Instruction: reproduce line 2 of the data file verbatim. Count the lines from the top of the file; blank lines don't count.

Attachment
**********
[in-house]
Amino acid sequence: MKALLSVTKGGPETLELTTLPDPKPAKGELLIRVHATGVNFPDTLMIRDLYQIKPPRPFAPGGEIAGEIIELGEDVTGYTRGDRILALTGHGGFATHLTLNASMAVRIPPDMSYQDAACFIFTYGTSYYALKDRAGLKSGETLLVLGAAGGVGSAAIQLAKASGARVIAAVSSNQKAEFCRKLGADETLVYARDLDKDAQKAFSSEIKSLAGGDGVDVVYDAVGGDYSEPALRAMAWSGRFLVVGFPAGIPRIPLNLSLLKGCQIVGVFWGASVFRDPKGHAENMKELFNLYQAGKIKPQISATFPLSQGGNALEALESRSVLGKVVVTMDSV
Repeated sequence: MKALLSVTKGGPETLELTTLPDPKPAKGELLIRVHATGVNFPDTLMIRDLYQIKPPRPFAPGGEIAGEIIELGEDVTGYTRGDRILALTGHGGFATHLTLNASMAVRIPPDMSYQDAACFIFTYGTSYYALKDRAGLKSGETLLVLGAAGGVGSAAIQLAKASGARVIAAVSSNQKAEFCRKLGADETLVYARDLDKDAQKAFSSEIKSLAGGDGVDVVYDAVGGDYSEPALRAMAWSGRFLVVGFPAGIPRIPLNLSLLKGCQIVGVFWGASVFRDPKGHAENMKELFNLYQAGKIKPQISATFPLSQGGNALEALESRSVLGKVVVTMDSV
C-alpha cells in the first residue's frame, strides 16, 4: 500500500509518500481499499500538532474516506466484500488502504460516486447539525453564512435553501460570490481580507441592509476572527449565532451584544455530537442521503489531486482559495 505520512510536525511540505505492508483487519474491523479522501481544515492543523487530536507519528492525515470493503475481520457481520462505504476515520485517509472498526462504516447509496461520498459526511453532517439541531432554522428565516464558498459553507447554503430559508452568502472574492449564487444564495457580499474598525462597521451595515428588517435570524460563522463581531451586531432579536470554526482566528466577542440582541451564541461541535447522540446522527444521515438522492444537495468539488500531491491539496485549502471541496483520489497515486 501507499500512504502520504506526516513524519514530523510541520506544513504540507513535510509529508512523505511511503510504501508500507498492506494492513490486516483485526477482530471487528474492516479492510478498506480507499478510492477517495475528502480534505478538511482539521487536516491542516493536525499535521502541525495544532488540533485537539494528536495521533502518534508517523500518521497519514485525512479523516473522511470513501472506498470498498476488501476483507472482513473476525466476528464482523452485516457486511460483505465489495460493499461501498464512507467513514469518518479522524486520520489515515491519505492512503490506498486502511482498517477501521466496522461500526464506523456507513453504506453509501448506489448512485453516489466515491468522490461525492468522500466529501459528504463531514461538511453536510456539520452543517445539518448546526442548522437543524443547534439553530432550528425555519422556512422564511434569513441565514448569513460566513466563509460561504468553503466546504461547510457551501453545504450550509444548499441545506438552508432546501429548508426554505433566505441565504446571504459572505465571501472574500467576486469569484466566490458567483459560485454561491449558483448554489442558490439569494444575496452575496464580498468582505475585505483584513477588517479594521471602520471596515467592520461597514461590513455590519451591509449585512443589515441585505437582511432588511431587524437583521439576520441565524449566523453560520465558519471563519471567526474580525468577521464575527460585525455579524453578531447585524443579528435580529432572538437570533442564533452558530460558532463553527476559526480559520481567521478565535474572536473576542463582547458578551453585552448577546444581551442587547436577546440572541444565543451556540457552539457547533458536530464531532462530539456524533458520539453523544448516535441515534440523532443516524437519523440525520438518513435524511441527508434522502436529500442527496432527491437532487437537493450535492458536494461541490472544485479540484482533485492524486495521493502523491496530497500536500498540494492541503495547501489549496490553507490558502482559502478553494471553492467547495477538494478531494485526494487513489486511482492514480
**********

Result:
Amino acid sequence: MKALLSVTKGGPETLELTTLPDPKPAKGELLIRVHATGVNFPDTLMIRDLYQIKPPRPFAPGGEIAGEIIELGEDVTGYTRGDRILALTGHGGFATHLTLNASMAVRIPPDMSYQDAACFIFTYGTSYYALKDRAGLKSGETLLVLGAAGGVGSAAIQLAKASGARVIAAVSSNQKAEFCRKLGADETLVYARDLDKDAQKAFSSEIKSLAGGDGVDVVYDAVGGDYSEPALRAMAWSGRFLVVGFPAGIPRIPLNLSLLKGCQIVGVFWGASVFRDPKGHAENMKELFNLYQAGKIKPQISATFPLSQGGNALEALESRSVLGKVVVTMDSV